In the calm, early morning darkness, many Japanese wait to see the sunrise. It is January 1st, and it is the first sunrise of the year. Praying to the first sunrise of the year for health and happiness is just one of the interesting traditions of the Japanese New Year, the Shōgatsu. This important holiday is a highlighted event and an ideal time for visitors to experience the essence of Japanese traditional culture. Here are some recommendations for tourists to enjoy New Year’s in Japan.

What to eat: Bring on the good luck, bring on the good food.

The importance of food is the cornerstone to celebrating any holiday. On December 31st, hot buckwheat noodles called toshikoshi soba, are served to symbolize the cutting off of the year’s misfortunes and wishes for good luck. On January 1st (and some places until January 7th), people eat selected traditional foods, each with a symbolic value of fortune and success for the year to come. The most well known is the osechi-ryori (osechi). It is made up of traditional foods and flavors, served in jūbako, which resemble Japanese bento boxes.

Other foods enjoyed during this season are:

  • ozoni (soup with mochi rice cakes)
  • kagami mochi (a decorated, two-stacked mochi rice cake with a tangerine on the top)
  • nanakusa gayu (served on January 7th, a seven-herb porridge to let the stomach rest)

What to do: Celebrating the first week of January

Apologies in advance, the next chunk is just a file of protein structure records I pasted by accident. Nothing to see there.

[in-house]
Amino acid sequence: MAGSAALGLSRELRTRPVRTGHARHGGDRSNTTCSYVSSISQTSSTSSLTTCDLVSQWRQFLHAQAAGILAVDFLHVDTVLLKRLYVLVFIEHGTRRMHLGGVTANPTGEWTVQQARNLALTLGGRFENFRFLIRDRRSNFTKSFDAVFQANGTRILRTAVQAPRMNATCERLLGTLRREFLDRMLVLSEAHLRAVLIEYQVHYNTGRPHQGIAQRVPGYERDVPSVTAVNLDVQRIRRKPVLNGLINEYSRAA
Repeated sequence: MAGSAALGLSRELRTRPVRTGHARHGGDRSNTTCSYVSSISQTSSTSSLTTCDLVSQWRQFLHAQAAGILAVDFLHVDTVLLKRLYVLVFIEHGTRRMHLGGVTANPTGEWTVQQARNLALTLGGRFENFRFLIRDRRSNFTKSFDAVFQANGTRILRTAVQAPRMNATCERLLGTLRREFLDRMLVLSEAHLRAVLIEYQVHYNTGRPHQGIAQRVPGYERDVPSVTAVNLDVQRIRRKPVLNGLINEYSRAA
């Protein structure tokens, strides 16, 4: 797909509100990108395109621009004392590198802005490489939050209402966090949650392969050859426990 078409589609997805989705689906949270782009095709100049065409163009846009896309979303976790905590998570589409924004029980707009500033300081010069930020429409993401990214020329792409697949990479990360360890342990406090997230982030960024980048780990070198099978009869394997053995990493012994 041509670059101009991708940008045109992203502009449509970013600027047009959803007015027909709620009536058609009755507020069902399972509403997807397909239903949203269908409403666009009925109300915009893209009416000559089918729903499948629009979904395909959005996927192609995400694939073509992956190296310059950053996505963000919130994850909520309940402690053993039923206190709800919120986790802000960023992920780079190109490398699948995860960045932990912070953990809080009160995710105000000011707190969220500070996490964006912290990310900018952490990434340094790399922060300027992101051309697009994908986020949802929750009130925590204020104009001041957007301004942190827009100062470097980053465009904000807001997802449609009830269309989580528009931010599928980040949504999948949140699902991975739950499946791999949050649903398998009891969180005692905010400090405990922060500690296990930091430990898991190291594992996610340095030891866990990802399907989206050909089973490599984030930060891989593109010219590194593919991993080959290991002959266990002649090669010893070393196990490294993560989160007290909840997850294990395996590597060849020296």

There are plenty of traditional and memorable activities to do during the first week of the New Year. The Japanese New Year is usually celebrated from January 1st–January 4th, while some locations may include celebrations that last the whole week.


Ringing in the new year in Japan is called Joya-no-kane. This Buddhist tradition believes that ringing the bell 108 times is supposed to cleanse souls for the year ahead. On December 31st, make sure you head to the temple of your choice early. Popular locations such as Ikegami Honmonji Temple in Ota has only 600 tickets are available on a first come, first served basis.


As mentioned before, seeing the hatsuhinode, or the first sunrise is a great way to start the new year! While the first sunrise can be watched from anywhere, many travel together to special locations for the viewing.

Recommended places to view the first sunrise:


Another way to usher in the new year is to go to hatsumode, the first shrine or temple visit of the year. During the visit, people pray at the main shrine and toss a 5- or 50 yen coin into the wooden box. It’s common during the hatsumode to buy a omikuji, a written fortune. If it predicts bad luck, you can tie it onto a tree on the shrine grounds, in the hope that the prediction will not come true. Often a good-luck charm comes with the omikuji.

Recommended  places for the first temple/shrine visit of the year:

Celebrating the New Year in Japan is an inspiring and beautiful way to experience Japanese culture. While you are here, don’t forget to wish others a Happy New Year’s in Japanese! “Akemashite omedetou gozaimasu”. Though we’ve only introduced several spots here, why not visit Ota City and discover your own favourite new place?